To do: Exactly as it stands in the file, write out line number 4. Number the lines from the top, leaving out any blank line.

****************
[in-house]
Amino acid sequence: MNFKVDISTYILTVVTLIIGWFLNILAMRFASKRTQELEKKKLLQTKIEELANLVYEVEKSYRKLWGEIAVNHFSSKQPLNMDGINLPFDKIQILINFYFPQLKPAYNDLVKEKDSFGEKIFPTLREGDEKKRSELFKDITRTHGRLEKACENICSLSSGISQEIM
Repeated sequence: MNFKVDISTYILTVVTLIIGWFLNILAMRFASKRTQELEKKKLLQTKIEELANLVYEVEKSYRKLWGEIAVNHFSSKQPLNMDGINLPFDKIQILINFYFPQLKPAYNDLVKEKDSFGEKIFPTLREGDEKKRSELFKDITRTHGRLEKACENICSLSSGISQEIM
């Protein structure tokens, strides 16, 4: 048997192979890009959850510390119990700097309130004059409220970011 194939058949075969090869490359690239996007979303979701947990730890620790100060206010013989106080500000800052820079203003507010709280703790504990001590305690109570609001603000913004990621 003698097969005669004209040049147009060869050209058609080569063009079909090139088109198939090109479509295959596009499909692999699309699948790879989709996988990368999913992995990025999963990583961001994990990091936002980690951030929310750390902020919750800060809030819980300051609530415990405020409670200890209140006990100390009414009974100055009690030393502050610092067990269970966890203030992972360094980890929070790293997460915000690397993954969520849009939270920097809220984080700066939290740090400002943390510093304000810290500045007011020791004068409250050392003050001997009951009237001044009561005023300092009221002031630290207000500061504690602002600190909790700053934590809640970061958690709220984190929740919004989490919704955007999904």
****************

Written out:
């Protein structure tokens, strides 16, 4: 048997192979890009959850510390119990700097309130004059409220970011 194939058949075969090869490359690239996007979303979701947990730890620790100060206010013989106080500000800052820079203003507010709280703790504990001590305690109570609001603000913004990621 003698097969005669004209040049147009060869050209058609080569063009079909090139088109198939090109479509295959596009499909692999699309699948790879989709996988990368999913992995990025999963990583961001994990990091936002980690951030929310750390902020919750800060809030819980300051609530415990405020409670200890209140006990100390009414009974100055009690030393502050610092067990269970966890203030992972360094980890929070790293997460915000690397993954969520849009939270920097809220984080700066939290740090400002943390510093304000810290500045007011020791004068409250050392003050001997009951009237001044009561005023300092009221002031630290207000500061504690602002600190909790700053934590809640970061958690709220984190929740919004989490919704955007999904």